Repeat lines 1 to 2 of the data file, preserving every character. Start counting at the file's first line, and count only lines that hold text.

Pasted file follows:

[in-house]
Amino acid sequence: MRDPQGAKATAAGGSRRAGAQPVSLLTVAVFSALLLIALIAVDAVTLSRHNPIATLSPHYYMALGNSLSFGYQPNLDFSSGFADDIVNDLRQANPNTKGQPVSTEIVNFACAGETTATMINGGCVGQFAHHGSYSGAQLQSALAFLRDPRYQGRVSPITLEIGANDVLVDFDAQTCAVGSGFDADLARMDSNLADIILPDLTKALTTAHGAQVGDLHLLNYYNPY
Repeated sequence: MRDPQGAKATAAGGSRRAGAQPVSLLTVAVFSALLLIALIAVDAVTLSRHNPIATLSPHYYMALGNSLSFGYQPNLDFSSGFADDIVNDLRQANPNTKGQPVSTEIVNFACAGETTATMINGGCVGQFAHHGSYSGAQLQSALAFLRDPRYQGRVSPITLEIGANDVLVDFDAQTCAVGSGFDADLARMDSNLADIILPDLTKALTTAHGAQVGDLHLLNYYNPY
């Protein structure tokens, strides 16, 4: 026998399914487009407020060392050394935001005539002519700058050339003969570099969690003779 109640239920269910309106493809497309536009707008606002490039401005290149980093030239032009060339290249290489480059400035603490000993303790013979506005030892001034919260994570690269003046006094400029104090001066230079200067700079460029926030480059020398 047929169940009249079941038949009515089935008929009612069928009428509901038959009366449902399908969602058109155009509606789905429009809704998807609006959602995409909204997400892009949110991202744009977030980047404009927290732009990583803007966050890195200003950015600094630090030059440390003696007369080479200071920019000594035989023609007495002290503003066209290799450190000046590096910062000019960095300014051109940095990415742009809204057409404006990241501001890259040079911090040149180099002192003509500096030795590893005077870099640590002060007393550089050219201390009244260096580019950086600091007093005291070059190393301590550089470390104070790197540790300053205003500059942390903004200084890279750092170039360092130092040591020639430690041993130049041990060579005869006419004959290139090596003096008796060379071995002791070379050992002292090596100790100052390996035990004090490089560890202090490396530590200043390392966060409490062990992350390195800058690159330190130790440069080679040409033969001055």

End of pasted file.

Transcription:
[in-house]
Amino acid sequence: MRDPQGAKATAAGGSRRAGAQPVSLLTVAVFSALLLIALIAVDAVTLSRHNPIATLSPHYYMALGNSLSFGYQPNLDFSSGFADDIVNDLRQANPNTKGQPVSTEIVNFACAGETTATMINGGCVGQFAHHGSYSGAQLQSALAFLRDPRYQGRVSPITLEIGANDVLVDFDAQTCAVGSGFDADLARMDSNLADIILPDLTKALTTAHGAQVGDLHLLNYYNPY